I don't think that we can have it both ways.  By promoting and exemplifying a set of precepts – even across the broad ranges offered in EVE  (I'm sure that at least a few other Shefanicks have a copy) – we will lose people to the left.  But unless we are willing to take that risk, we will become increasingly irrelevant to those who would otherwise constitute our dynamic core.  The key challenges at the moment are real estate (too many of our communities have burdensome mortgages on buildings that don't really meet the needs of their communities) and  a buyer's market for rabbis (rabbis – many of whom are paying off substantial student loans - who ask too much of their congregants don't get their contracts renewed).    Consequently, we have communities that focus on maximizing membership numbers – sometimes at the expense of membership engagement – and rabbis who tread very lightly when it comes to observance.  Our most dynamic communities are grappling with the "Why Torah" question (per my post to the 19 May Covenant blob). After enjoying a Shabbat Kiddush conversation with a NJ rabbi, it struck me that the central question that is too rarely asked by our congregational leadership teams (profession & lay together) is "why Torah?".  Put another way: "to what purpose does our Kehilla exist?" 


It has been well documented that until well into the 1960's our movements leadership focused on building numbers.  To do that, they consciously underplayed the communication of CJ community norms.  The unintended consequence was that that today, in too many communities the professional clergy are among a tiny minority who observe Kashrut or who are Shomer Shabbat/Shomer ag. That said, there are a number of communities in which the members are moving towards increased observance and lifelong learning.  Our approach has much in common with the approaches followed by other movements, but CJ also has a number of unique attributes that distinguish our movement from the others.  This doesn't make our movement better or worse than any other movement.  It simply defines how we ask and answer the "Why Torah?" and "How Torah" questions.


Recently I've been giving considerable thought to the concept of post denominationalism.  It strikes me that to be self-identified as a post-denominational Jew is akin to being self-identified as a totally independent teenager, while still living at home and being supported by ones parents or guardians.  Who trains post-denominational scholars, teachers and community leaders?  Who defines Halaḥah for a post-denominational Jew; keeping in mind that a person who chooses to be observant, but on their own terms falls fully into the Reform Movement's articulated normative behavior.  By definition, anyone who accepts the authority of an institution like the Committee of Jewish Law and Standards is de factor a member of the movement.  Anyone whose default arbitrator of Halaah  is themselves is a de facto member of a Jewish community that is more liberal than Reconstructionist, Conservative or Orthodox Judaism.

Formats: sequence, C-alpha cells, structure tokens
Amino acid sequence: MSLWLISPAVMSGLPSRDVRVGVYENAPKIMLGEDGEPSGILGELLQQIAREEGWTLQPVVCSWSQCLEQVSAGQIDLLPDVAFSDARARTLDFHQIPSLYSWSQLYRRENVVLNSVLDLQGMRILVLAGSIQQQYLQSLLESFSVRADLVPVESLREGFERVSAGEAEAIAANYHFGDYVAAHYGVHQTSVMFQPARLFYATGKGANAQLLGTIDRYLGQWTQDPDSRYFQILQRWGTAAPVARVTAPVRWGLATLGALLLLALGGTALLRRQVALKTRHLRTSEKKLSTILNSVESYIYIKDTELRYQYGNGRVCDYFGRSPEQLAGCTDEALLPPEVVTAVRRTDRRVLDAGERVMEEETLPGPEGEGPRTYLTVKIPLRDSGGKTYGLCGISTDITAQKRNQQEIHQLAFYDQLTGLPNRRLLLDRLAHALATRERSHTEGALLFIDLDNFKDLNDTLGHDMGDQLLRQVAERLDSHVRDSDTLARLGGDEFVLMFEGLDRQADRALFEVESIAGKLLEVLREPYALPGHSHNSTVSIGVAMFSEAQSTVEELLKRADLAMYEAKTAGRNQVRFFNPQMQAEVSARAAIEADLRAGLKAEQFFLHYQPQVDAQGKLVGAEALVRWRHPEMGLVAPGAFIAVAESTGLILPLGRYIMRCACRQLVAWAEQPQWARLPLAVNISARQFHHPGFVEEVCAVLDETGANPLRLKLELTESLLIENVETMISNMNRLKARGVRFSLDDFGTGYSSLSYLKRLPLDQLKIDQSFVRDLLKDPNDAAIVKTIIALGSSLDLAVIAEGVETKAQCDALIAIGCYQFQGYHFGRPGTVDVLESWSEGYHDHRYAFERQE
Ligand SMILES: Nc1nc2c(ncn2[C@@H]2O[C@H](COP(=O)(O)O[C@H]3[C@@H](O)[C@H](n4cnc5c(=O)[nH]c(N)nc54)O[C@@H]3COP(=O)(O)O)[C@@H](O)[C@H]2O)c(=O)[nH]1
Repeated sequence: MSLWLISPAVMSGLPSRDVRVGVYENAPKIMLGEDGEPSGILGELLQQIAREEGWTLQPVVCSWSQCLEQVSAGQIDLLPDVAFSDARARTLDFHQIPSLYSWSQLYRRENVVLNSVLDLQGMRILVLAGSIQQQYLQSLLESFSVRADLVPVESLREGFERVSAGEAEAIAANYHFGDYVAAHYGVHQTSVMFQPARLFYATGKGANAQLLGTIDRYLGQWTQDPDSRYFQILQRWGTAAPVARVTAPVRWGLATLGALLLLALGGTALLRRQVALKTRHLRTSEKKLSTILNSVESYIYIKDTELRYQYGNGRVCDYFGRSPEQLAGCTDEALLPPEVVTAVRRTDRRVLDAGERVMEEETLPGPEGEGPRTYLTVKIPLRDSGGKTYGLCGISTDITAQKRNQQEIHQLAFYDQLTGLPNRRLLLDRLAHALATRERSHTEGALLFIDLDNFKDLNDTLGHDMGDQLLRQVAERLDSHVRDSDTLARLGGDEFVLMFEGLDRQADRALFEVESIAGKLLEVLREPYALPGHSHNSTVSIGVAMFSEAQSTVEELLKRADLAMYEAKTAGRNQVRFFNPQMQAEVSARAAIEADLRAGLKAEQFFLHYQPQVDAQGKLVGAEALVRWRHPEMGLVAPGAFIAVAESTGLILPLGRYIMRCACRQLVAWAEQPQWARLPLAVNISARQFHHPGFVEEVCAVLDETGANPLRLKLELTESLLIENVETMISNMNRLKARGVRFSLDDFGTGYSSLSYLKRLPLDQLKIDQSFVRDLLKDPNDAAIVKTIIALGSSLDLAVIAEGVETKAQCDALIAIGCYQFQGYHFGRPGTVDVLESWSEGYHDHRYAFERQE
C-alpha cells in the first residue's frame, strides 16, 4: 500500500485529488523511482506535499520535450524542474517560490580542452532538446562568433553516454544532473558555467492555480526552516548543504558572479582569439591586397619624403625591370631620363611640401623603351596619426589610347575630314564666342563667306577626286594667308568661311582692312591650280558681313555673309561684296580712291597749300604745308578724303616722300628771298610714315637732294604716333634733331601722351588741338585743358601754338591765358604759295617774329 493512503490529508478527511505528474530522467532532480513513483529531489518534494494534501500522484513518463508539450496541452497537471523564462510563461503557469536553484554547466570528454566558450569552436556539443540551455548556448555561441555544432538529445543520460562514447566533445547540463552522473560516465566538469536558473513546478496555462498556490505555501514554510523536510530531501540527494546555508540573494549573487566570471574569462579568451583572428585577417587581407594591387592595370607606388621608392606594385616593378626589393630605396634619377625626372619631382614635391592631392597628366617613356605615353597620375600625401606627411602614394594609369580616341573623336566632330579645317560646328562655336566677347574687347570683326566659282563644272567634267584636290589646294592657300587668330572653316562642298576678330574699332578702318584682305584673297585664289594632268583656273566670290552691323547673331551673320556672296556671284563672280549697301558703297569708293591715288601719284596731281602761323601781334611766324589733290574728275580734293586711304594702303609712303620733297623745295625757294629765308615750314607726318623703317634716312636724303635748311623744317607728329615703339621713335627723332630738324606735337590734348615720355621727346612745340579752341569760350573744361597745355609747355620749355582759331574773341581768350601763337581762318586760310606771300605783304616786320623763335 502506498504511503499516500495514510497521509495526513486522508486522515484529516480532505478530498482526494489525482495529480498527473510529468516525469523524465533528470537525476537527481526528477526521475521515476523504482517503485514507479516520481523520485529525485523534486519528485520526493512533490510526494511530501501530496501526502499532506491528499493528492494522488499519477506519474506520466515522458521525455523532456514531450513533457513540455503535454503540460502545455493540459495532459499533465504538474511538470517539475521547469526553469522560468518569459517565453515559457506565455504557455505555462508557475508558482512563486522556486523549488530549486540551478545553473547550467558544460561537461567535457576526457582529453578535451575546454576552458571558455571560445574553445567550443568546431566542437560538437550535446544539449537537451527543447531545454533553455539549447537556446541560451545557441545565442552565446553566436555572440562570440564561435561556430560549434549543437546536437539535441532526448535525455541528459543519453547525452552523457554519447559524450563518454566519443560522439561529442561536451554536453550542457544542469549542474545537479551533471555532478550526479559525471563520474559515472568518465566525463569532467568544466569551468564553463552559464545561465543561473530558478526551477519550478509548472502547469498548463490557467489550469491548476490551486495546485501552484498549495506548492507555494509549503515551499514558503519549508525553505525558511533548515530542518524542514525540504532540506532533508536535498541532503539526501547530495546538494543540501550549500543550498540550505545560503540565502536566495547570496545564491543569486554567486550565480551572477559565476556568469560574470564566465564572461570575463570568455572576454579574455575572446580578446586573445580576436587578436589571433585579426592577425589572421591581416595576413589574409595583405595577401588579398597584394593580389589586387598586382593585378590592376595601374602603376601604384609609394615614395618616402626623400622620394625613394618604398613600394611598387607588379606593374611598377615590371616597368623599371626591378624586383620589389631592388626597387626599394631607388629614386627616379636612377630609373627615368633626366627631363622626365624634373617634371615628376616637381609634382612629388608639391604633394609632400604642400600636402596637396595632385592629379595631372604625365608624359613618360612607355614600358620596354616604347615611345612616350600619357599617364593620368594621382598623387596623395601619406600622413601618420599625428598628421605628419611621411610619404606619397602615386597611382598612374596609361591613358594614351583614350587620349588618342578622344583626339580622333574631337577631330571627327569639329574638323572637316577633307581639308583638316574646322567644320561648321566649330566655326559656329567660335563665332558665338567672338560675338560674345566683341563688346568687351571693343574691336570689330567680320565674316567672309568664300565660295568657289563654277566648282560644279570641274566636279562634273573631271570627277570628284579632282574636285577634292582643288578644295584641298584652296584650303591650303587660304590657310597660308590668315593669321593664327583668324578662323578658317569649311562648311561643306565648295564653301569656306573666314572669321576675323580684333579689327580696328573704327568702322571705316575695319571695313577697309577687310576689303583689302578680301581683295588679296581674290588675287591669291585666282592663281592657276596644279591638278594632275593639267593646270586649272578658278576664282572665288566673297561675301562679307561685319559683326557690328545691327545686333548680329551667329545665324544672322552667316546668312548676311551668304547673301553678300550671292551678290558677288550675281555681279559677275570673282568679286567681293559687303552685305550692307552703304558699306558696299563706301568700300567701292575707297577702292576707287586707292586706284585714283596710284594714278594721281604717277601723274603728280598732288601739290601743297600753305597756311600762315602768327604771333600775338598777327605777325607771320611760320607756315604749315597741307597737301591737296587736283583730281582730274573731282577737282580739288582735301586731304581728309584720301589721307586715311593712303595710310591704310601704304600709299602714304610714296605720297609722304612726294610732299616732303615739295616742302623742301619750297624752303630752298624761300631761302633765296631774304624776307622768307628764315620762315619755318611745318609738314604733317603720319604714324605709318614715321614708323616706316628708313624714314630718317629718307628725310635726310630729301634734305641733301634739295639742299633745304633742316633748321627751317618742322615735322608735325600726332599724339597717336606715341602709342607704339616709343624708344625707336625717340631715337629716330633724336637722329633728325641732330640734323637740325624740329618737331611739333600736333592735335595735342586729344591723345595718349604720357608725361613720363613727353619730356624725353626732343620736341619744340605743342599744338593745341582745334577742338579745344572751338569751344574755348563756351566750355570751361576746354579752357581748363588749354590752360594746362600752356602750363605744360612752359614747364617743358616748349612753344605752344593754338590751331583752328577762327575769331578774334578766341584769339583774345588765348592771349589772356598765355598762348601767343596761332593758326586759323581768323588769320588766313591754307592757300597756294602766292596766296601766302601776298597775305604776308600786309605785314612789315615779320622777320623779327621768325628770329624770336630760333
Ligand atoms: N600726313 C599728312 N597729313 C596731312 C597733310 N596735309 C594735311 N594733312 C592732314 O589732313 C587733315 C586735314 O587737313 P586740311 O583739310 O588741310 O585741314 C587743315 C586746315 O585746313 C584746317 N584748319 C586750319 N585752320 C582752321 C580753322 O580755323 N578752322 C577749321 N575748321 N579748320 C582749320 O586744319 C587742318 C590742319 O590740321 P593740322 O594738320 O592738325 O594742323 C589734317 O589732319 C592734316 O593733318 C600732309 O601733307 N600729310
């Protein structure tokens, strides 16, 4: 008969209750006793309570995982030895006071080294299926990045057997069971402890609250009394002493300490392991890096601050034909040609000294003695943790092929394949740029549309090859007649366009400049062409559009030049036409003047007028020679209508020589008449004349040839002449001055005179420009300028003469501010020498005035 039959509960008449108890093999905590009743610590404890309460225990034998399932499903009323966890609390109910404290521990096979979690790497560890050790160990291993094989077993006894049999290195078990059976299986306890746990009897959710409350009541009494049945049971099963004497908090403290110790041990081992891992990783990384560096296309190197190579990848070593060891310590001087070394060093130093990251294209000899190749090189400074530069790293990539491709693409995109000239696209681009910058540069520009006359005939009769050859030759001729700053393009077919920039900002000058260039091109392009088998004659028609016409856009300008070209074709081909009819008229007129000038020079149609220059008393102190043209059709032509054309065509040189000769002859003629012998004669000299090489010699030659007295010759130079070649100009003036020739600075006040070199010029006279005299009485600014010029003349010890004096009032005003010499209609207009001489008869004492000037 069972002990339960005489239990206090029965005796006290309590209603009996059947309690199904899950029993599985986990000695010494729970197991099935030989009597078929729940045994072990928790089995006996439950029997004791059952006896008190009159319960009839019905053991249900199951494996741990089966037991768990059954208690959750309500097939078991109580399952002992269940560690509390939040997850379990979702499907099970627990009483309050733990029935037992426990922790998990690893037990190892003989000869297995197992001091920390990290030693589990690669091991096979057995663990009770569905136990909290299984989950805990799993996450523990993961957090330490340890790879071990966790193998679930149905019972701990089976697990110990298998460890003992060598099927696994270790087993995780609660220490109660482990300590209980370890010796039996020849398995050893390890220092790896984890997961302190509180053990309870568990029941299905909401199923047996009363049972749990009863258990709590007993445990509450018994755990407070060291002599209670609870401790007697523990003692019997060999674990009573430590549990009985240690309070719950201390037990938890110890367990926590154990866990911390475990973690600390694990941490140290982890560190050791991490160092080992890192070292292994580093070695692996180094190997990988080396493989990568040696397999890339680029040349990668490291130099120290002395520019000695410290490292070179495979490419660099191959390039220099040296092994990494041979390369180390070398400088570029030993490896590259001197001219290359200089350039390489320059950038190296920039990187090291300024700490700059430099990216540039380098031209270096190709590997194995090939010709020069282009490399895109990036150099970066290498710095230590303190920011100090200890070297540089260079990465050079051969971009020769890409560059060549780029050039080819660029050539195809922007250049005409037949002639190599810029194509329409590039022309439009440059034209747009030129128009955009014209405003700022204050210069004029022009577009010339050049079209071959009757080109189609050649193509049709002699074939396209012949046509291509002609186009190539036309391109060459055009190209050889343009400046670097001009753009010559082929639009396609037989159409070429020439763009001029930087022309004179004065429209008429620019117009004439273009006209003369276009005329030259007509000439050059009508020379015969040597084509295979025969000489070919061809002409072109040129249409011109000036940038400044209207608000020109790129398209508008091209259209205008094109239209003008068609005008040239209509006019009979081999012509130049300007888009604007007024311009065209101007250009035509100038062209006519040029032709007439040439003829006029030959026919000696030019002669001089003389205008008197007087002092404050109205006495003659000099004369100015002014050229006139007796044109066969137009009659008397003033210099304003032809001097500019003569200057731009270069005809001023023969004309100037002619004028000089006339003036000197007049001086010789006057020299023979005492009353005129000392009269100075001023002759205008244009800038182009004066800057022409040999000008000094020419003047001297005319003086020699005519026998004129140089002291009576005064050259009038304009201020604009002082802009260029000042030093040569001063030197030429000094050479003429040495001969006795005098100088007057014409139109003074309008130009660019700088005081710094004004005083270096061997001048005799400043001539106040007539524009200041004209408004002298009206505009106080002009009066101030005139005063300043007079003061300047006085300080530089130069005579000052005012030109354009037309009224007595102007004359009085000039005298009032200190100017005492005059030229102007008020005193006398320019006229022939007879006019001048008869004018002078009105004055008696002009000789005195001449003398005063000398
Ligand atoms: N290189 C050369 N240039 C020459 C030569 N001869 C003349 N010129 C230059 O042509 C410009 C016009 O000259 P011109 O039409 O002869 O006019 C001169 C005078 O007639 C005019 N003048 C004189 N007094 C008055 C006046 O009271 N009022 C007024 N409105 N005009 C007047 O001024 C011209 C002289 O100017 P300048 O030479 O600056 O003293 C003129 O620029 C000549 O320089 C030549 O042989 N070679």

The elephant in  our CJ room was identified most publically by Neil Gillman at the 2005 USCJ Biennial Convention in Boston.  He asked: Is our normative behavior Halachic, or are we just pretending that it is. What percentage of our rabbi's live within the boundaries defined by Halaah?  What percentage of our dues paying members do?  What is our envisioned demographic apropos of Halaah defining normative behavior within our Kehillot?   How do we get there from here?  Is it even possible after so many years of expectation-free congregational life?  Or as another blogger commented, have we upheld the status quo for so long that there's no hope of revitalizing CJ? 


I believe that we can recover what we've lost.  It won't be easy, nor will it happen in the span of 2 or 3 years.  There won't be one single change process that will resonate with every Kehila, but there is a tremendous amount to be learned from our thriving Kehillot.  We just need to improve our ability to share success stories. 


Kol Tuv,


Fred Passman






From: [] On Behalf Of Marc Stober
Sent: Tuesday, May 31, 2011 8:31 PM
Subject: Re: [Shefa] Fwd: "Peoplehood"--Now on JTS's New Conservative Judaism Blog



I am curious as to what others think about this part:

"Unlike other modern Jewish streams, Conservative Judaism for much of its history did not regard itself as a "movement" in the normal sense of the word. It has not aimed to distinguish its adherents from other Jews on the basis of religious practice or belief so much as to safeguard—and creatively carry forward—the life of the Jewish people as a religious civilization."

It resonates with me.

However, it seems to me that some people sincerely believe that "not distinguishing ourselves from other Jews on the basis of religious practice" is the problem with present-day CJ; that we need to more specifically articulate what we stand for and practice what we preach.

Can we have it both ways?

- Marc

On Tue, May 31, 2011 at 6:11 PM, <> wrote: